MI: Senate and House Bills Update

Posted on May 3, 2007 - 7:33am.

from: Blandin on Broadband

Senate & House Telecommunications Bills Update

I love when people help me out with information! Towards that end I was delighted to speak today with Anne Higgins from the Minnesota League of Cities on the statewide cable franchising bill.

One thing I had missed in an earlier blog post was where the bill is going next. I had said that it will be going to the Committee on Commerce and Labor but it sounds as if it will get pulled back into the Telecommunications Regulation and Infrastructure Division after the first of the year. Also it seems as if Qwest has plans to try local cable franchises between now and the first of the year to see how accommodating local entities are.

Representative Johnson also mentioned getting together a working group or two to discuss the bill further and there was a mention of getting someone to talk about the FCC ruling on video conferencing. Elizabeth Emerson, committee administrator, at (651) 296-7175 or elizabeth.emerson@house.mn is the one to contact about the working groups.

One interesting aspect of the potential move is that there is no overlap in members of the Telecommunications Regulation and Infrastructure Division and the Committee on Commerce. It seems as if the learning curve could be potentially pretty steep.

I have not been following the bill as closely in the Senate I did finally listen to the archive of the meeting from April 24.

The hearing would be interesting to anyone who is new to telecommunications issues. Here are my brief notes on the entire hearing, which addressed a couple of telecommunications issues:

First - no one testified so the discussion was fairly brief. The goal it seems was really to get these issues on the table and to propose to look into the various topics further next year.

Senator Wergin proposes a bill (SF 671) to look into a bill that would address cable packaging. The goal would be to require cable companies to provide channels on an a la carte basis, not just in packaged programs.

John Follard introduces 3 principles that influence telecommunications
1. Federal regulation
2. Create a level playing field
3. Evolution of competitive markets

Ed Garvy from the Department of Commerce talks about the landscape of the telecommunications industry.

These folks need state certification:

  • 90 incumbent local exchange carriers in MN
  • 340 long distance companies in MN
  • 175 competitive local exchange carriers

These folks don’t:

  • Wireless, VoIP, cable

This discrepancy in regulation causing an uneven playing field.

Senator Olson introduces a bill related to cell phones (SF 833). The goal is to protect consumers. The plan is to require wireless companies to:

  • provide copies of contracts
  • clearly detail increases in rates and fees for early termination
  • separate vendors fees from government mandated fees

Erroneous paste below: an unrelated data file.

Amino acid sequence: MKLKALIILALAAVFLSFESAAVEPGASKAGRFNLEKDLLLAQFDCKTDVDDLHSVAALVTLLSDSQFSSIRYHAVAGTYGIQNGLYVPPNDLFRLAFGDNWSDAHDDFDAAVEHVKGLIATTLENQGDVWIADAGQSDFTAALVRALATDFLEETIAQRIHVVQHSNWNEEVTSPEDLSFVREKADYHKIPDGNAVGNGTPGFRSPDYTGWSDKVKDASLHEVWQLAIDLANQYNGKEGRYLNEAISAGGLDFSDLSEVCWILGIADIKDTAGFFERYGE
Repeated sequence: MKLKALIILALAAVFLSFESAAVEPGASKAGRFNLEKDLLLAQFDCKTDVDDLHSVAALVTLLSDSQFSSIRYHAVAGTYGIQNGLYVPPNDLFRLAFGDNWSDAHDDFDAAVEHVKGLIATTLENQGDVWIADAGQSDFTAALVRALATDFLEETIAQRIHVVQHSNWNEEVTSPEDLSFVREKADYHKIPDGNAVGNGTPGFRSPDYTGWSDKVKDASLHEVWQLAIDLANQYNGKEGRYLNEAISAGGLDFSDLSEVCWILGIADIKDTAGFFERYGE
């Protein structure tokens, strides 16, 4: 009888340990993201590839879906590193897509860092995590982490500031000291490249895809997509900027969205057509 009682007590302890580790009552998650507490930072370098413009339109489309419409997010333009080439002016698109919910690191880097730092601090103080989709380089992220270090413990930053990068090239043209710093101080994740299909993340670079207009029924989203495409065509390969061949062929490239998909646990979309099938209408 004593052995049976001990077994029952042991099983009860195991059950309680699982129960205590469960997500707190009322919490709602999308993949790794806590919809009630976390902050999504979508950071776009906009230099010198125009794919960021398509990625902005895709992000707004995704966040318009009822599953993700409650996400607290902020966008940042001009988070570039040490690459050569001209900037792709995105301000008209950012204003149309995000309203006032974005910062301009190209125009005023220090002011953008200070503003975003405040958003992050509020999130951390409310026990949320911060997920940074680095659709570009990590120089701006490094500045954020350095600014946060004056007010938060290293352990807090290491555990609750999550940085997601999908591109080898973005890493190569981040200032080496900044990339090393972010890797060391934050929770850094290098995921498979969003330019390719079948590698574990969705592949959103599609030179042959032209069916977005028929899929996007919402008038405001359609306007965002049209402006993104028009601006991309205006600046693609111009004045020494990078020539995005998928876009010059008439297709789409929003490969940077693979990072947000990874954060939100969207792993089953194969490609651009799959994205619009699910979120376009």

• give notice of third party fees

Senator Sparks introduces SF 2216- the video competition act. The goal is provide more competition to meet consumer needs/interests. The plan is to streamline entry for video service providers, such as IPTV.

John Stanoch from Qwest described much of the bill.

The goal is to:

  • Give choice to consumers
  • Lower price through competition
  • Level the playing field

The bill includes:

  • No requirements for build outs
  • No redlining allowed
  • Informal process to handle complaints

Qwest does not currently have a plan to enter the market as the technology is not there yet – but Qwest is watching AT&T and their IPTV experiments.

Municipalities do not support the bill because:

  • Loss of local control of right away
  • Loss of local control of service
  • Potential loss of revenue
  • Potential problems with dispute resolution
  • Plan to keep public access programming at status quo
  • Cable companies are de facto monopolies – not actual monopolies

Iowa recently passed a similar bill.

Senator Prettner Solon introduces SF 1918 to promote high speed internet access. Former Senator Steve Kelley discusses it.

The new bill would:

  • Set a goal of statewide high speed internet access
  • Set up a director to manage broadband in the state
  • Set up an advisory committee

We need a state policy that recognizes multiple tools. Big businesses do not necessarily want ad hoc policies. Recently PacketFront was in town talking about the idea of the Open Network. The advantage there was that the network was separated from provisioning of services. So the city built a terrific network and the vendors (incumbent and new) ended up using open network to provide services.

The committee and director could address a number of issues:

  • State-base universal service funds
  • Public ownership of infrastructure

The Senate does not need to consider cost, issues of network, or other issues in this bill. Just consider creating the infrastructure to create a director, advisory committee, and goal to address these issues.

( categories: MINNESOTA | State Franchises )